Welcome to My Hood
As I spent the day reflecting on the 30 years I've been alive I thought of two sides to this life I lead. While my adult life has been filled with education, promise and a level of comfort I am reminded that my beginnings weren't as pretty. On this site I have often commented about how humbled I am that God would set me aside for His plan. I have also frequently commented that I'm grateful to my mother who refused to settle and was determined to see her children raised in a different environment.
Last week I was given the opportunity to speak to a group of Christian leaders about my hometown. I shared with them from my experience in both the suburban church world as well as my own personal account of life in the city. During that trip I took time to visit my childhood home. The projects where I lived as a child are coming down. I took some pictures to remember where I came from so today I thought I'd take you on a quick tour.
1109 Rayleigh Way was my childhood home for the bulk of my elementary years. In my attic I have a lease that says my mother paid $60/month for the government housing.
This is "240"- Graceland Park O'Donnell Heights Elementary School. 240 is the school where I learned my fundamentals. It was out of this school that I was accepted into a gifted and talented program.
I came across this sign which to me is symbolic of the mentality that keeps our cities captive. Someone thought this was a good idea. Click to enlarge. Basically the sign is a "Drug Free Zone" sign which is commonplace around areas where children tend to be at play. First of all I thought all of America was a "Drug Free Zone". Drugs are illegal. Secondly this sign actually lists out boundaries. The sign was made to tell the drug dealers and users where their sentence will be increased if they use/distribute drugs in this neighborhood. This is insane to me.
This is just a crew going to work on my old block. If you notice the sign... Rayleigh Way. By the way... Because of living on this block I always had problems with the little "I before E, except after C" rhyme. I grew up on a street that didn't follow that rule!
This is the place where we send our inner city kids to tell them that if they study they can be anything they want to be. This is called a Baltimore City School. The picture below is of the Baltimore City Juvenile Justice Center opened October 30, 2003. Does anyone else see a problem?
Behind the iron bars is the neighborhood swimming pool. I remember swimming here with a few hundred of my closest friends.
Beyond the grass sits a community center. This place was the center of the neighborhood. The 'Rec center was more than a gym, it was a doctors office, after school program, athletic building, etc. This building also was home to the community marching band. I remember a lot of weekends as a child being awakened by the sound of the marching band coming from blocks away. Playing loud beats and people dancing... it was a trip. Flavor unique to the city for sure.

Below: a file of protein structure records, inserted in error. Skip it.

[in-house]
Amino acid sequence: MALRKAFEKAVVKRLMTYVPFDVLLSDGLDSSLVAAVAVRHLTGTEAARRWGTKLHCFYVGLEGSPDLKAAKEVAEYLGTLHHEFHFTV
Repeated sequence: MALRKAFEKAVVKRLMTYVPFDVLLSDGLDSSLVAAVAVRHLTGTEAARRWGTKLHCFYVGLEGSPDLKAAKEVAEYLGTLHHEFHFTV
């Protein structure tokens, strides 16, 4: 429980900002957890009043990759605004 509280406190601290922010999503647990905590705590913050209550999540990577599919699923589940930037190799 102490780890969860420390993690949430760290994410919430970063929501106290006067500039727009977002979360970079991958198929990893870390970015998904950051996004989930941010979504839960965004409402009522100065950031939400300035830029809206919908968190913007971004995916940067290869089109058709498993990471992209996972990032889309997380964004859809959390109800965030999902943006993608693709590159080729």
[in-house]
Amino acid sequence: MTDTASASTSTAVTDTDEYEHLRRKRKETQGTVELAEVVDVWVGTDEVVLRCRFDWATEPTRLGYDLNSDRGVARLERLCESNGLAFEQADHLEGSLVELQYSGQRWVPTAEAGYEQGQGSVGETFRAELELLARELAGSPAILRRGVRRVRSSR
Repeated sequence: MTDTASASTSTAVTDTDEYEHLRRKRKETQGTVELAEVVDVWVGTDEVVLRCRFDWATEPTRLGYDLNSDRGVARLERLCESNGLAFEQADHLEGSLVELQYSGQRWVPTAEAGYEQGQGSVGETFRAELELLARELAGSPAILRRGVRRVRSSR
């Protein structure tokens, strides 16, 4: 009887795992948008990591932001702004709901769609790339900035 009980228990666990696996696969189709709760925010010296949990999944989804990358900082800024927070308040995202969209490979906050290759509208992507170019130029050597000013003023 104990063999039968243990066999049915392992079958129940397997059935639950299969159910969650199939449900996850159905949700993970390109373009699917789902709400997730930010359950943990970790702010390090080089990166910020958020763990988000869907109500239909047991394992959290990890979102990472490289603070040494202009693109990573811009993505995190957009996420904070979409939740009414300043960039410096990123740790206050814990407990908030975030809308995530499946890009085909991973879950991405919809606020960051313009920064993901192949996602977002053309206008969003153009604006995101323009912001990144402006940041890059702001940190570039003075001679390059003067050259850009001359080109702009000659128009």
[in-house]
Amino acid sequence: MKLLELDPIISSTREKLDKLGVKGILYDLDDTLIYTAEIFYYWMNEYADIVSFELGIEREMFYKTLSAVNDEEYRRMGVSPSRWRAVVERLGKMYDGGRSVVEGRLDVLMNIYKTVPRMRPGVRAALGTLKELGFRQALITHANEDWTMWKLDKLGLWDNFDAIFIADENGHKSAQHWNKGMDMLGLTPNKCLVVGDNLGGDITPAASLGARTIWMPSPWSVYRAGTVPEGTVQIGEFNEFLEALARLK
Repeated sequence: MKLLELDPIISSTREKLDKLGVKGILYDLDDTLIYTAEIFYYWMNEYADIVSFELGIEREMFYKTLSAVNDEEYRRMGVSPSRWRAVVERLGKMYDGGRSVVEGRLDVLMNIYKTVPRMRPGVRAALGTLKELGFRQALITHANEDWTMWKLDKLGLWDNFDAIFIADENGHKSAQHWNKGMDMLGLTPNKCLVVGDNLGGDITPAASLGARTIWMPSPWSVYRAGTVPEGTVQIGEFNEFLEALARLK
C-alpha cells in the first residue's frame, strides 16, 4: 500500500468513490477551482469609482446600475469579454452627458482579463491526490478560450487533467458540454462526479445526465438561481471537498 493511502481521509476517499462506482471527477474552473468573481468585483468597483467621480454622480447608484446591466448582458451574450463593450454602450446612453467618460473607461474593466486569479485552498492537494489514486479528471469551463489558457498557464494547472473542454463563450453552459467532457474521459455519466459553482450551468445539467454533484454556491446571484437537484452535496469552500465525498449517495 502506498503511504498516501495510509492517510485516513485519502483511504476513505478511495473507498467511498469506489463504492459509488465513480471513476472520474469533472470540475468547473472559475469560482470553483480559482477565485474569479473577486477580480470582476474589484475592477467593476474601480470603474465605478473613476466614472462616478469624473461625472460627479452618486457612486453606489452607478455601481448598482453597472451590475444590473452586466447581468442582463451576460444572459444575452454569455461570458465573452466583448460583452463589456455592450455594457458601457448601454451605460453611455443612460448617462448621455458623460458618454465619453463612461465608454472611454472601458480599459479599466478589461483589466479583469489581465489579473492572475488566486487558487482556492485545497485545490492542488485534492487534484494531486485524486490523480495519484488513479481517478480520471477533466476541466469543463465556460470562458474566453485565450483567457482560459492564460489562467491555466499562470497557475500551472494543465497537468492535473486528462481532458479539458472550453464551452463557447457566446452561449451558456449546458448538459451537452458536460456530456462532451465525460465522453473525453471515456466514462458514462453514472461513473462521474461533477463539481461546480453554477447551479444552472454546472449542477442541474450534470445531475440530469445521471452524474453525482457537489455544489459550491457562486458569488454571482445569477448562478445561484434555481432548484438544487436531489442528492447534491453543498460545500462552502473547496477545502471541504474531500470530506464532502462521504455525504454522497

This picture above is actually of one of the few additions to the neighborhood since I moved away. To the right of the red light you can see a blue box on the light pole. The box is basically a device used to try to help police monitor the area. When there are gun shots these things are supposed to narrow down the vicinity of the shot and begin taking footage. Additionally these boxes are armed with video cameras and are supposedly able to be controlled remotely to scope out drug dealers. As with most things the streets are ahead of the police already. It's a cat and mouse game where the mice are 3 steps ahead.
I got next. These are some of the courts in the neighborhood. I played very little on these courts.
Here is a typical alley. It was interesting driving through as half of the neighborhood has been destroyed by the city. It seems like about half of the people are still hanging on. It was so sad to see so many people living right next to boarded up and bricked up homes.
This is a picture of one of the areas surrounding this community (at the foot of the above pictured school). This neighborhood was built (my understanding) on top of an old trash heap. The neighborhood is centrally located between two city cemeteries which appear to be filled to capacity.
Tell me the story that comes from this neighborhood when a kid walks past a cemetery every day to get to the school above. What do you think he thinks as he walks under the sign that says "drug free zone" and the police box hanging on the street pole? In my 30 years I've seen a lot. One of the sad things I've seen are some of my educated friends make comments about "those people" living in poverty. What is often overlooked is the environment that surrounds a young person. Nature vs. Nurture can get tossed out the window when they are both broken. When every home is a broken home and every door is a closed door you find many youth who grow up acting out on their hurt.
The sad part about my story and my hood is that this is America's story and America's hood. No matter how much we ignore them the cities are there. As a nation we will either ignore them and hope they fix themselves or we will find a way to unite and make them better for future generations of children like me. My story isn't over however. I'd like to be a part of making a difference. How about you?
posted by Tally Wilgis @ Thursday, June 05, 2008
- At 3:46 PM, Jeff Cole said...
I am moving to Baltimore shortly to plant a church. You seem pretty plugged in. Anyone I should look up.
- At 3:56 PM, Tally Wilgis said...
Shoot me an email (contact link on top right) and I'll be glad to chat.